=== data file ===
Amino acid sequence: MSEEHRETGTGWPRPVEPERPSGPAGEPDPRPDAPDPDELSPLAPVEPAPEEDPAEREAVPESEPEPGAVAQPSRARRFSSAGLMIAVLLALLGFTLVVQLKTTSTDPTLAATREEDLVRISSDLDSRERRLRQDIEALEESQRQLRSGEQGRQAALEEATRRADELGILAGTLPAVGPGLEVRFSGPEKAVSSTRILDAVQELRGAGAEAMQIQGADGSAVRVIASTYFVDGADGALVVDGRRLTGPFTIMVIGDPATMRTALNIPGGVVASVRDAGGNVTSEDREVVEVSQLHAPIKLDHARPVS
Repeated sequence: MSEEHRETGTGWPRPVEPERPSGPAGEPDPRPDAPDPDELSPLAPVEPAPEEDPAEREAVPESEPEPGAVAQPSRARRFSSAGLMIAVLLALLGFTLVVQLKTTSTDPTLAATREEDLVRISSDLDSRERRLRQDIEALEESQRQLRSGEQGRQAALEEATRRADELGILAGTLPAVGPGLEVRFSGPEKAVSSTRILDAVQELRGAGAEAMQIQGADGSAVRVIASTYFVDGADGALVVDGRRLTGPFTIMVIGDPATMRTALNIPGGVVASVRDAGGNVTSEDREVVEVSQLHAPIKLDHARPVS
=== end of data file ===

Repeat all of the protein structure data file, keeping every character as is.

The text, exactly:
Amino acid sequence: MSEEHRETGTGWPRPVEPERPSGPAGEPDPRPDAPDPDELSPLAPVEPAPEEDPAEREAVPESEPEPGAVAQPSRARRFSSAGLMIAVLLALLGFTLVVQLKTTSTDPTLAATREEDLVRISSDLDSRERRLRQDIEALEESQRQLRSGEQGRQAALEEATRRADELGILAGTLPAVGPGLEVRFSGPEKAVSSTRILDAVQELRGAGAEAMQIQGADGSAVRVIASTYFVDGADGALVVDGRRLTGPFTIMVIGDPATMRTALNIPGGVVASVRDAGGNVTSEDREVVEVSQLHAPIKLDHARPVS
Repeated sequence: MSEEHRETGTGWPRPVEPERPSGPAGEPDPRPDAPDPDELSPLAPVEPAPEEDPAEREAVPESEPEPGAVAQPSRARRFSSAGLMIAVLLALLGFTLVVQLKTTSTDPTLAATREEDLVRISSDLDSRERRLRQDIEALEESQRQLRSGEQGRQAALEEATRRADELGILAGTLPAVGPGLEVRFSGPEKAVSSTRILDAVQELRGAGAEAMQIQGADGSAVRVIASTYFVDGADGALVVDGRRLTGPFTIMVIGDPATMRTALNIPGGVVASVRDAGGNVTSEDREVVEVSQLHAPIKLDHARPVS